Another shot of GB and Paul, the author of this memoir
So here I was, forty years after missing an opportunity to share a drink with my favourite band members, standing fifteen feet away from Gary Brooker, armed with my HD videocam, recording him singing two wonderful tunes after having had the opportunity to chat with him and his great lead guitarist at a bar. Life on the road is good, or as Josh kept saying with a smile, "I'm with the band!" :-)
After the members of Procol Harum left the building, the Palers’ Band resumed our set and I somewhat nervously played the other tunes on my list, but my brain was stuck in reverse and insisted on replaying Gary's set in my head instead of allowing me to focus on the music at hand. The evening ended with In Held ’Twas In I, the band's inspiring, creepy, moody, uplifting, and willies-inducing opus, with members of Broken Barricades and the Palers’ Band sharing the stage. I blew the piano intro to ’Twas Teatime at the Circus again, but at least no one can say that I'm not consistent (I also messed up the first Eb minor chord on the Look To Your Soul segment – bummer!). The show ended with this opus and it was all over in the blink of an eye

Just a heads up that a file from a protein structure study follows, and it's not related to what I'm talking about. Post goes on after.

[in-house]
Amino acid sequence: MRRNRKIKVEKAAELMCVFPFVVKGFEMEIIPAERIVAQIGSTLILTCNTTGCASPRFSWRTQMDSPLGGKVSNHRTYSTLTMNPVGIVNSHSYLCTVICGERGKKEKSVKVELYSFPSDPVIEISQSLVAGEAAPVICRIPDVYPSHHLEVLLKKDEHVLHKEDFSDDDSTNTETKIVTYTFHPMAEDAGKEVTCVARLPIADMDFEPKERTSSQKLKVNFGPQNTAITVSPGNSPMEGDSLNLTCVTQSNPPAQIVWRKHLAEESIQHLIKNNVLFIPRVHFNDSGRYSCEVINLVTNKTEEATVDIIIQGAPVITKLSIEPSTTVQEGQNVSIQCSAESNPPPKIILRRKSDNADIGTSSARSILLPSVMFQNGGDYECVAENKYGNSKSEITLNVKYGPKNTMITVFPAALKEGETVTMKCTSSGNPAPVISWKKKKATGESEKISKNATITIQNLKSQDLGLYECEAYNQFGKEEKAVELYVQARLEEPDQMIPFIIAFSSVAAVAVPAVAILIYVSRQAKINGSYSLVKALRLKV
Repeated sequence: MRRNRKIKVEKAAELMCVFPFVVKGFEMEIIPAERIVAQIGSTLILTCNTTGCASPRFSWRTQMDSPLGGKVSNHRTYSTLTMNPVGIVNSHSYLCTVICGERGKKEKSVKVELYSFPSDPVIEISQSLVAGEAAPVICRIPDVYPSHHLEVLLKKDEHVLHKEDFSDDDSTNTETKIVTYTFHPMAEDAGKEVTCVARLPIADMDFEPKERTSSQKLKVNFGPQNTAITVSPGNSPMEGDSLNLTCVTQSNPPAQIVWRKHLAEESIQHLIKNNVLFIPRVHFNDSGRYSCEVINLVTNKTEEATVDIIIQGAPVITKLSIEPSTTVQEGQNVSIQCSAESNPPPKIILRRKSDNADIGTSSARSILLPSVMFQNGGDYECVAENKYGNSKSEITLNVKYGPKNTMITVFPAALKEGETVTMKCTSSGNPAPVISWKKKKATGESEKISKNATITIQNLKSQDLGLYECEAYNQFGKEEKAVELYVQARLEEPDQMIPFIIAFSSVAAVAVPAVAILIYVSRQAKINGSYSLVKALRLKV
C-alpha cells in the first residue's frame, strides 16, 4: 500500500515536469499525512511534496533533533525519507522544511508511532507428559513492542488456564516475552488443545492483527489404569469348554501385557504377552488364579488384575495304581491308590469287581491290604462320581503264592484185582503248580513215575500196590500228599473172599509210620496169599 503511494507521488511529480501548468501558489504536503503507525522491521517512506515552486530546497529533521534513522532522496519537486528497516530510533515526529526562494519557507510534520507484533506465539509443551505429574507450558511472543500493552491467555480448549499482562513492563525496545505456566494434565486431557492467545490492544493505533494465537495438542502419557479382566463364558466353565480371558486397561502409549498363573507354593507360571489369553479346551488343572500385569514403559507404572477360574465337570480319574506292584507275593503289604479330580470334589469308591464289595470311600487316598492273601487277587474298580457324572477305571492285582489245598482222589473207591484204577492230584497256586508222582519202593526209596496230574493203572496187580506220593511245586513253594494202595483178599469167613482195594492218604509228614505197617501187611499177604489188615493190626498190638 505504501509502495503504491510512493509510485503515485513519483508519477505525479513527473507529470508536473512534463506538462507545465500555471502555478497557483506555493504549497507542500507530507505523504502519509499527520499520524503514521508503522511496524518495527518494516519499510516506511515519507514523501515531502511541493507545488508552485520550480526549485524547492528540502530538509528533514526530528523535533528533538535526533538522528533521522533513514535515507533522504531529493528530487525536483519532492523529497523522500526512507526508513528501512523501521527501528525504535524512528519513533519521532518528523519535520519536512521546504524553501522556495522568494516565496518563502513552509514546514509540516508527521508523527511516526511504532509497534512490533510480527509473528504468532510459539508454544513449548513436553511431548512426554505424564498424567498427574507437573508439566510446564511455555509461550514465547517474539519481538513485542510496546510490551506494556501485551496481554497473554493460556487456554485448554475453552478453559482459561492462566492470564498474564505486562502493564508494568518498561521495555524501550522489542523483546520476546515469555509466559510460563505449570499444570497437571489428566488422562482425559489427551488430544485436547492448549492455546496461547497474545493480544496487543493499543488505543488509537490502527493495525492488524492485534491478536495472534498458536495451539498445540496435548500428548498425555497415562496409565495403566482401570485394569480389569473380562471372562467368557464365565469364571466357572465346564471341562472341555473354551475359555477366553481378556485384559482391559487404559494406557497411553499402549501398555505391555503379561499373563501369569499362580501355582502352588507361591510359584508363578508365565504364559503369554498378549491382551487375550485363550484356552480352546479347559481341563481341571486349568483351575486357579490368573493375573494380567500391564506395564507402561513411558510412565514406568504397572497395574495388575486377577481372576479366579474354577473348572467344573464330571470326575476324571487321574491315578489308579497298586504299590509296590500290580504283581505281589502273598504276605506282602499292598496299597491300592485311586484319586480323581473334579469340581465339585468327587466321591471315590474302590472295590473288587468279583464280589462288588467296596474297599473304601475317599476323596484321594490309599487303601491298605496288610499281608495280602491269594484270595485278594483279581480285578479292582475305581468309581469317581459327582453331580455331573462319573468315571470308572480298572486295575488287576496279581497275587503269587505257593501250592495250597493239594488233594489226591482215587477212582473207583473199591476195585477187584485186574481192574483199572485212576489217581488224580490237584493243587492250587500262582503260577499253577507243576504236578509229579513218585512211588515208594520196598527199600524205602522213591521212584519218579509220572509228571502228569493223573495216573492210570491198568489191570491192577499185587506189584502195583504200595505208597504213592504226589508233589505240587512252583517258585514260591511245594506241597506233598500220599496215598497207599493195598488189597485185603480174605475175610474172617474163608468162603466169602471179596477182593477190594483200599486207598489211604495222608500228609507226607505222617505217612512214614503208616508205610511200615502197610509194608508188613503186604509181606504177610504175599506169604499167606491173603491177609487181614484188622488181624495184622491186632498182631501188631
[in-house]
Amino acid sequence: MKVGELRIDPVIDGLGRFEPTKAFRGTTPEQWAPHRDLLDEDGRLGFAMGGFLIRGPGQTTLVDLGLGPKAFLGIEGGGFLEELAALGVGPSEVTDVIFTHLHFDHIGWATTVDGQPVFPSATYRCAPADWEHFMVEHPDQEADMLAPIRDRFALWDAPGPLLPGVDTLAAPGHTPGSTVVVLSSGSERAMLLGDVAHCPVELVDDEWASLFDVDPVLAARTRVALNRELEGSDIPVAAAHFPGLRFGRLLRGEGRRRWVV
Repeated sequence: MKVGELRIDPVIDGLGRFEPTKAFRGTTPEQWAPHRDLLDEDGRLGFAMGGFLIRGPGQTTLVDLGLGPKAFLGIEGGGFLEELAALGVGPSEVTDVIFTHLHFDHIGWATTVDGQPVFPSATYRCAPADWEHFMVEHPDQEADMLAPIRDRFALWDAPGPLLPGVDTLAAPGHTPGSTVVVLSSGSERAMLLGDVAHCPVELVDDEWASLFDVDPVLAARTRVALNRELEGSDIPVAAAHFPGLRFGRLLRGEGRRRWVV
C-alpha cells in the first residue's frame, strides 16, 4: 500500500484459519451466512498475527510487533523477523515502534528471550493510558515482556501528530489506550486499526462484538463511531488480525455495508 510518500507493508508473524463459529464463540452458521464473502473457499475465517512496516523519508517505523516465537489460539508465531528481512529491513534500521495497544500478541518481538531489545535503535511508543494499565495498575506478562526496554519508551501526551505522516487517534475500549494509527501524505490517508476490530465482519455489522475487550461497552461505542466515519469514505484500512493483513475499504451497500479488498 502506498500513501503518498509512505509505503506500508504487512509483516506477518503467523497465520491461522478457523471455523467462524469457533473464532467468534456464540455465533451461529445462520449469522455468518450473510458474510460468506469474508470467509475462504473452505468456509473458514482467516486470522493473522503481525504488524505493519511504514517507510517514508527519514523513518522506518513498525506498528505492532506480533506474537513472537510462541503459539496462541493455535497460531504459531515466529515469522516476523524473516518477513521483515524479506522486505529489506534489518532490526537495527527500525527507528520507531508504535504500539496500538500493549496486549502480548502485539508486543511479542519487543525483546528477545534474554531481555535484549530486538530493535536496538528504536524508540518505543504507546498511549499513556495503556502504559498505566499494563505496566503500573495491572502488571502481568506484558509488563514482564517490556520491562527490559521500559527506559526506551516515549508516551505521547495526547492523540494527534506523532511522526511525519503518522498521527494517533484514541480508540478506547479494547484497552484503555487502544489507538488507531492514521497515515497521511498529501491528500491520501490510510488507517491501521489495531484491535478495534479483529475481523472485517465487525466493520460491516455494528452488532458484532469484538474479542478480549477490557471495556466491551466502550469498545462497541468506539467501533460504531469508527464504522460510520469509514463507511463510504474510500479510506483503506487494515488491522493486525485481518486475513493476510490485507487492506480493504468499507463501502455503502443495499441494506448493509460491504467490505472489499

It was great playing with these folks and it was difficult to say goodbye to the Palers’ Band members. All of the musicians were exceptionally supportive of each other and not a harsh word was said during any of the rehearsals or performances. As Roland had said at the outset, "We're here to have fun!" As we departed Mirelle's, lots of hugs were exchanged and I felt a certain amount of sadness knowing that I would likely never see most of these people again. It's amazing how one can bond so strongly with folks over the course of just a few days.
This was a wonderful experience for Josh and me. We have been humming Procol Harum tunes non-stop since returning home to Toronto. Since last Thursday, I have fallen asleep humming some of the band's tunes and woken up humming other ones. On Monday night I played the band's recent live albums MMX and ...Some Long Road... at maximum volume while prepping dinner and now I'm listening to Liquorice John Death and The Symphonic Music of Procol Harum while typing this – I may even listen to Something Magic from start to finish for the first time in at least a decade!